Test hello rapidxml

This include-only C++ library is a bit outdated, still it is commonly used when the job be done fast and requirements are not too sophisticated. You can get the source code from sourceforge were you could find also a slim technical manual.

There are at least a couple of rapidxml characteristics you should be aware before start working with it.

Rapidxml parsing is destructive. The xml_document::parse() method gets in input a non-constant C-string of characters, that it uses as an its own internal buffer. If you want to keep your XML as it is, you'd better pass in a copy of it.

Preconditions are usually checked with assertions. Exceptions are thrown from the xml_document::parse() method only. Be careful in testing what you are passing to an asserting function (for instance, xml_node::last_node() requires the node to have at least a child (it asserts its first_node is not NULL), and try/catching the parse call.

I have written a test case (using the Google Test framework) that shows how to parse a simple XML and to read the information in it. Notice that I just read a document, without performing any editing on it, this keeps the example simple enough.
#include "rapidxml/rapidxml.hpp"
#include <gtest/gtest.h>

TEST(RapidXml, simple)
  char buffer[] = "<root><first>one</first><second>two</second><third>whatever</third></root>"; // 1

  rapidxml::xml_document<char> doc; // 2
  ASSERT_NO_THROW(doc.parse<0>(buffer)); // 3

  rapidxml::xml_node<char>* root = doc.first_node(); // 4
  ASSERT_STREQ("root", root->name()); // 5

  bool fields[4] {}; // 6
  for(rapidxml::xml_node<char>* node = root->first_node(); node != NULL; node = node->next_sibling()) // 7
    if(strcmp(node->name(), "first") == 0) // 8
      ASSERT_STREQ("one", node->value());
      fields[0] = true;
    else if(strcmp(node->name(), "second") == 0)
      ASSERT_STREQ("two", node->value());
      fields[1] = true;
    else if(strcmp(node->name(), "third") == 0) // 9
      fields[2] = true;
    else // 10
      fields[3] = true; // unexpected!
      std::cout << "Unexpected node: " << node->name() << std::endl;

  EXPECT_TRUE(fields[0]); // 11
1. Remember that rapidxml is going to change this C-string (NULL-terminated array of characters) for its own purposes.
2. The xml_document template class has a template parameter that defaults to char. If you want to save some typing you can rewrite this line without specifying the parameter, and using the char default:
rapidxml::xml_document<> doc
3. xml_document::parse() expects an int as template parameter, pass zero to get the default behavior. In your code you should try/catch this call for rapidxml::parse_error exception (it extends the std::exception). Here I assert that it should not throw.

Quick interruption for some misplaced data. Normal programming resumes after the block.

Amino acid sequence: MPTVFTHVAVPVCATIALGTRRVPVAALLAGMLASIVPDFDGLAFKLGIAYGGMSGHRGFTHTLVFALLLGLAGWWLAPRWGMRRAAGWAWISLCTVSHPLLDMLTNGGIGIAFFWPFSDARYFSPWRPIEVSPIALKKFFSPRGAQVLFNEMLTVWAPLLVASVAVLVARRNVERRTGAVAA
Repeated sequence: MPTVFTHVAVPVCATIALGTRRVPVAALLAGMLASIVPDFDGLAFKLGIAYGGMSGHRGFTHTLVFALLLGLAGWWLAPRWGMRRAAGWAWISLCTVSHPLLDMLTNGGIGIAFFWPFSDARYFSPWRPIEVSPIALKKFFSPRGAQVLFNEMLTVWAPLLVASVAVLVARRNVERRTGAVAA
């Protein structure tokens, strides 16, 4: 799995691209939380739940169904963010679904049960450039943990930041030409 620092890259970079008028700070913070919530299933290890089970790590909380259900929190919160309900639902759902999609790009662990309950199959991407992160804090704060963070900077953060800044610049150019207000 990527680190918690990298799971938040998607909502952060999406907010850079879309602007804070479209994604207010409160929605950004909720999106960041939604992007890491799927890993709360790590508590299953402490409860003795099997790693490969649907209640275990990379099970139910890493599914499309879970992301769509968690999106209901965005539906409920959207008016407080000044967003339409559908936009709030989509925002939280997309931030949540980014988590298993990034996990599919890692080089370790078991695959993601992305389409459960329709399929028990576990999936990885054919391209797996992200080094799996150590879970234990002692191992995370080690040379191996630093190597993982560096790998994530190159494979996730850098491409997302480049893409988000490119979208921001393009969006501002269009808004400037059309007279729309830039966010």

4. xml_document IS-A xml_node, so I call on doc the xml_node::first_node() method to get the first document child. If doc has no child, first_node() returns a NULL pointer, otherwise we have a pointer to that node.
5. I expect the root to be there, so I assert that it is not zero (AKA false), then I get its name and I assert it is as expected. xml_node IS-A xml_base, where we can see that the name() method never returns NULL, if the node has no name, an empty C-string is returned instead.
6. Root has three children. I want to ensure I see all of them and nothing more. This bunch of booleans keeps track of them. They are all initialized to false (through the handy C++ empty list initializer) and then, in the following loop, when I see one of them I set the relative flag to true. There are four booleans, and not three, because I want to flag also the case of an unexpected child.
7. The for-loop is initialized getting the first root child, then we get the next sibling, until we reach the end of the family (a NULL is returned). We should pay attention using xml_node::next_sibling(), since it asserts when the current node has no parent. But here we call next_sibling() on a node that is surely a children of another node.
8. For first and second node, we want to ensure it has a specific value, hence the assertion.
9. The third node could have any value, I just set the flag when I see it.
10. In case an unexpected node is detected, I keep track of this anomaly setting the relative flag.
11. Check if the expectations are confirmed.

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